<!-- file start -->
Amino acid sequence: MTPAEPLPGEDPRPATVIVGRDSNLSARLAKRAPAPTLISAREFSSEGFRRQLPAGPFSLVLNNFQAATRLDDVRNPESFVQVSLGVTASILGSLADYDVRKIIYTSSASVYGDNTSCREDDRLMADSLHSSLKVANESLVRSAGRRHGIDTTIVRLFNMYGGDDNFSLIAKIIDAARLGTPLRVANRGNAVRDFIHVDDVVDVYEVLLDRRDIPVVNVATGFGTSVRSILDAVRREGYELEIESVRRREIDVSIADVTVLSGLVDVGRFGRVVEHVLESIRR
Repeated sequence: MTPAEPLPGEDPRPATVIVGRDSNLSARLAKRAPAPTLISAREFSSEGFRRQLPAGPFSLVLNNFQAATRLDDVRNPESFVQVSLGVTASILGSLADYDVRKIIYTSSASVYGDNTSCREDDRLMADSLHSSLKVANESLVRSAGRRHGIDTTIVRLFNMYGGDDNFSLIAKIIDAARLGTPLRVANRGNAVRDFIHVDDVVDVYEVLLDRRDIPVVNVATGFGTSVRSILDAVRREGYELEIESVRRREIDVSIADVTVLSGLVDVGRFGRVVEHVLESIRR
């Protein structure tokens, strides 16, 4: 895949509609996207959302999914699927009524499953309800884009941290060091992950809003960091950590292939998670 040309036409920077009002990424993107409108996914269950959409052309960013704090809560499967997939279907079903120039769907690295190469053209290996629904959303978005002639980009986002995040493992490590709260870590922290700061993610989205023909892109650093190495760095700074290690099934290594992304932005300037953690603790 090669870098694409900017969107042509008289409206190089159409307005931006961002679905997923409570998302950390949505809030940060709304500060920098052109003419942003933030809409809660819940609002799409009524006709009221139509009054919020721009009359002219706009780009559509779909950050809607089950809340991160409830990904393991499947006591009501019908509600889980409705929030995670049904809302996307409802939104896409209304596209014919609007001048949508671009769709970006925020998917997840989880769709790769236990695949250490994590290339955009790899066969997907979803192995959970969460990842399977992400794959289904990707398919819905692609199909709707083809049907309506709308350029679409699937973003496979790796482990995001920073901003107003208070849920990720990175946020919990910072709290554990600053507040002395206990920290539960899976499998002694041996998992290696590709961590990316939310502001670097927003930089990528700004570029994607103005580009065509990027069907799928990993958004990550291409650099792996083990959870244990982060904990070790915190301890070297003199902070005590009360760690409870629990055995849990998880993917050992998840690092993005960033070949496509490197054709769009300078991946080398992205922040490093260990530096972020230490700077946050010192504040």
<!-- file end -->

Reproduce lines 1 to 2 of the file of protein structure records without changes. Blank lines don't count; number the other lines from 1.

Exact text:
Amino acid sequence: MTPAEPLPGEDPRPATVIVGRDSNLSARLAKRAPAPTLISAREFSSEGFRRQLPAGPFSLVLNNFQAATRLDDVRNPESFVQVSLGVTASILGSLADYDVRKIIYTSSASVYGDNTSCREDDRLMADSLHSSLKVANESLVRSAGRRHGIDTTIVRLFNMYGGDDNFSLIAKIIDAARLGTPLRVANRGNAVRDFIHVDDVVDVYEVLLDRRDIPVVNVATGFGTSVRSILDAVRREGYELEIESVRRREIDVSIADVTVLSGLVDVGRFGRVVEHVLESIRR
Repeated sequence: MTPAEPLPGEDPRPATVIVGRDSNLSARLAKRAPAPTLISAREFSSEGFRRQLPAGPFSLVLNNFQAATRLDDVRNPESFVQVSLGVTASILGSLADYDVRKIIYTSSASVYGDNTSCREDDRLMADSLHSSLKVANESLVRSAGRRHGIDTTIVRLFNMYGGDDNFSLIAKIIDAARLGTPLRVANRGNAVRDFIHVDDVVDVYEVLLDRRDIPVVNVATGFGTSVRSILDAVRREGYELEIESVRRREIDVSIADVTVLSGLVDVGRFGRVVEHVLESIRR